1944. The title quote refers to Betty Field and is drawn from an article by Dee Lowrance in the 22 February 1942 edition of The Salt Lake Tribune. He reports that:
Betty Field and Jane Frazee are two more newcomers who are proving that the “A for Acting” comes before the “B for Beauty” in Hollywood’s alphabet.
When Betty Field was first signed for pictures, conversation buzzed. “But she’s not pretty,” was the first objection. “And her mouth is much too large.”
Yet how many people, seeing Betty Field on the screen, have cared? In three years she has become a Hollywood paradox. The successful young star who is anything but pretty, has been anything but typed.
Remember her first part on the screen, the gangling school girl in “What a Life”? Remember her as the farm wench in Steinbeck’s “Of Mice and Men”? Since then she has been the untamed hill-filly in “The Shepherd of the Hills,” and a cheap, roadhouse singer without talent in “Blues in the Night.” Her portrayal of a tragic psychopathic in “Kings Row” is movie-history making.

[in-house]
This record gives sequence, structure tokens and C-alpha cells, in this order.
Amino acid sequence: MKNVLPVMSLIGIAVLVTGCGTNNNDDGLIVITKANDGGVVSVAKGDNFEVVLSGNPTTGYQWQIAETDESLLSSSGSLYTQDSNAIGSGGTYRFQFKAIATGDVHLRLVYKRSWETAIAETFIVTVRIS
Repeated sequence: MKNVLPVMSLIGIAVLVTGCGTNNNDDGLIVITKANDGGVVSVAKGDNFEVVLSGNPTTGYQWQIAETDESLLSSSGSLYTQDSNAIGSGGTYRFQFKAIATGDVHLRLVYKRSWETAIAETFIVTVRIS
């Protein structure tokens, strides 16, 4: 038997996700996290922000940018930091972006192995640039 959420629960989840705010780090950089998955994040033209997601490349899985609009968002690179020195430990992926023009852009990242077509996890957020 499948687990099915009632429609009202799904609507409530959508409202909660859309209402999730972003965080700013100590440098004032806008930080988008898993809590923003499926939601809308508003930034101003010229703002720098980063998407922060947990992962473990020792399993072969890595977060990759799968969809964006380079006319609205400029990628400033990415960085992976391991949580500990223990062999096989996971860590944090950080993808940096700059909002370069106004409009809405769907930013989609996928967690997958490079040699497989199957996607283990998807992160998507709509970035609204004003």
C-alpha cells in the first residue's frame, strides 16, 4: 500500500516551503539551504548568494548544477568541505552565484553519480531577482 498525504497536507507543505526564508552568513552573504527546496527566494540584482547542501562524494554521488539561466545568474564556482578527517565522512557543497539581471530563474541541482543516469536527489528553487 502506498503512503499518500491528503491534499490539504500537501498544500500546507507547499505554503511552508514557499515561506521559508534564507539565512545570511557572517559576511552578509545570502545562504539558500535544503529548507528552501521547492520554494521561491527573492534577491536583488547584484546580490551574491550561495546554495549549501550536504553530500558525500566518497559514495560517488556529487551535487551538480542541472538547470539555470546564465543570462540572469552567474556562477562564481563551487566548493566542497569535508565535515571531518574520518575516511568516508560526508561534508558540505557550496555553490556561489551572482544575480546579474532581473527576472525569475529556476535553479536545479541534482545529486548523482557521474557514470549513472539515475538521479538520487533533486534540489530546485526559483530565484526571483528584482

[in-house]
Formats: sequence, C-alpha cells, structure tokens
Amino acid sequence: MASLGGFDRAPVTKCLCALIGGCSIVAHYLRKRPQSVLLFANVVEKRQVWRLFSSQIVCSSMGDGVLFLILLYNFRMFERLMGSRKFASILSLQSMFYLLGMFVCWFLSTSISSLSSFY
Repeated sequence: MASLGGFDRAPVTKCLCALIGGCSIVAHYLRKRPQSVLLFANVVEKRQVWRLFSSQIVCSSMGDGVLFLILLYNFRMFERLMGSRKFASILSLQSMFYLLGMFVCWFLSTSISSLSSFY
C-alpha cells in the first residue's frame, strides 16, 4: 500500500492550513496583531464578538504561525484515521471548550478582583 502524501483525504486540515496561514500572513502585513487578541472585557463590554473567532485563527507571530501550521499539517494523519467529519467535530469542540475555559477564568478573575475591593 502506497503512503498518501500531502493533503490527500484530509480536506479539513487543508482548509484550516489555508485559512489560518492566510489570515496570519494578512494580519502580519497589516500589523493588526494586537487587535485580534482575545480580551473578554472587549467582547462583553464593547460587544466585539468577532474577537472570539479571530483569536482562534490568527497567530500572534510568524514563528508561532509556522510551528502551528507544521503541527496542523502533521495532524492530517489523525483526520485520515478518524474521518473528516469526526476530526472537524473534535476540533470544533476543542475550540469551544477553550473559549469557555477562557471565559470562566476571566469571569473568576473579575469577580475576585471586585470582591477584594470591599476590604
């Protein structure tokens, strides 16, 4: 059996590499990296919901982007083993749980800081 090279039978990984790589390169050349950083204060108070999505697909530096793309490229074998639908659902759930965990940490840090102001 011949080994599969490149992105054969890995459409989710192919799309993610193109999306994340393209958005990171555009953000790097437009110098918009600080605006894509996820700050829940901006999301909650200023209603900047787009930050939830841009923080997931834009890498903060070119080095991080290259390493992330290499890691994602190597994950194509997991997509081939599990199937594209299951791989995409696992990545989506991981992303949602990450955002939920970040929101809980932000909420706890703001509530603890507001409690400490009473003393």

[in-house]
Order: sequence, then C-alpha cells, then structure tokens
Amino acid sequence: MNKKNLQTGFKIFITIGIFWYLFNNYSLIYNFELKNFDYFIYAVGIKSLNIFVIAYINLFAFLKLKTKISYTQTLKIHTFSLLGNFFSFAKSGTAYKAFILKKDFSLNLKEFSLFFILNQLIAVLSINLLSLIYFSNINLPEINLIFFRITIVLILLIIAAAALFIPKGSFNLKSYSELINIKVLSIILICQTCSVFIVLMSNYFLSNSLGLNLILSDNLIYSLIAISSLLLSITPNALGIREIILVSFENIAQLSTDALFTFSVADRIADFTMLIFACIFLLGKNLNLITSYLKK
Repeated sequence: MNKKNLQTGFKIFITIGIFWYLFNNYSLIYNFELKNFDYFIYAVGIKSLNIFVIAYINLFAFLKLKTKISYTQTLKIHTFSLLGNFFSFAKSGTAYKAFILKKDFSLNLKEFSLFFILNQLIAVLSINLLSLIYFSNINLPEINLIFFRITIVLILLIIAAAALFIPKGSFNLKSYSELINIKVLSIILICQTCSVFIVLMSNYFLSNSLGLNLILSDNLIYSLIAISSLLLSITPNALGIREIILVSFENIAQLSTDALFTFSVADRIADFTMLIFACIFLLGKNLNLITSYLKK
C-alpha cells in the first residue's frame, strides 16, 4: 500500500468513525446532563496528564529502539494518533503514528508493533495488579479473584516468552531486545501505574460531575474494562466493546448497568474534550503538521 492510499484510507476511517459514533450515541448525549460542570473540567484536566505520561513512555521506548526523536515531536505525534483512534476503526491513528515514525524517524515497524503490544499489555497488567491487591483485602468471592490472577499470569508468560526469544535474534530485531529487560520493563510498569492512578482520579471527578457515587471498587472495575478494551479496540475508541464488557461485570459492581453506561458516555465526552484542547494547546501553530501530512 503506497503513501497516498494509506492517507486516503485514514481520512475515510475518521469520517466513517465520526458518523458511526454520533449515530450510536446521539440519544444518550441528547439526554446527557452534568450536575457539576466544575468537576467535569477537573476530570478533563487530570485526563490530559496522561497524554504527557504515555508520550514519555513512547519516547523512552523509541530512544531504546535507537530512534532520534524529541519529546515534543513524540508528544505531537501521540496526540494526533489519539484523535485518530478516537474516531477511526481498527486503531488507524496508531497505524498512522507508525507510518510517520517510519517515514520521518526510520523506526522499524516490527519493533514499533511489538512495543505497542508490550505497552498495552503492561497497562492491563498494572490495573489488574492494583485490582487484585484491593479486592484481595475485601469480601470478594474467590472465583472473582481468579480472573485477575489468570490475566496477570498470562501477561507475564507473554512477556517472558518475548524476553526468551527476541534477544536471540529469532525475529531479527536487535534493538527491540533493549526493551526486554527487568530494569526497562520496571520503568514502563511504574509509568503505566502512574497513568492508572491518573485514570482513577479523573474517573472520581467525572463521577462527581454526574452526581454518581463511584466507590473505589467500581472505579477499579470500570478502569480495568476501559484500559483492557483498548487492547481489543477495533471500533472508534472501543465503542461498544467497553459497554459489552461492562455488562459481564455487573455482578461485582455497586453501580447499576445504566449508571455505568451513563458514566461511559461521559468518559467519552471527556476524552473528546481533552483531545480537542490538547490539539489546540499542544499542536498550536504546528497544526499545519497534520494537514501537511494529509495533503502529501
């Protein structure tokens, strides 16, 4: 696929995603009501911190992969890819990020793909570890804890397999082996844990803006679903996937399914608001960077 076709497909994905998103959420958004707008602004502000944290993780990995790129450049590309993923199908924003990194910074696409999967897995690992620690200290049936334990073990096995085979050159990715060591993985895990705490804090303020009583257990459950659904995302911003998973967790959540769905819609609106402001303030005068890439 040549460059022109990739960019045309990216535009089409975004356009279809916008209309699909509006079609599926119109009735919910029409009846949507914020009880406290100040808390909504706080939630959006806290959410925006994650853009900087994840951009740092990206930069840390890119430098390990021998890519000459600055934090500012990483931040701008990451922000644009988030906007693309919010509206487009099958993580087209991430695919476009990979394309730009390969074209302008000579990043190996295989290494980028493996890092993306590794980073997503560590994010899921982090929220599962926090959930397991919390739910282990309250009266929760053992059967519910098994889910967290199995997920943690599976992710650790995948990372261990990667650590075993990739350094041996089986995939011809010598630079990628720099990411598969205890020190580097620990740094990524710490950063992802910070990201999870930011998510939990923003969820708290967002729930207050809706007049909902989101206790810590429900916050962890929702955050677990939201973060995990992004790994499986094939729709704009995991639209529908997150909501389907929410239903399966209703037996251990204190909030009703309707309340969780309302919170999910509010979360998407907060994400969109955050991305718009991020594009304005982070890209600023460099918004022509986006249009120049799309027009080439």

So it seems that photographer Ned Scott has performed something of a miracle in this promotional portrait for Tomorrow the World. Wrapped in gauze and lace and with a lock of hair falling over one eye, the actress is every inch the femme fatale. And indeed she proves adept at portraying nasty, conniving vixens in Of Mice and Men (1939) and Blues in the Night (1941).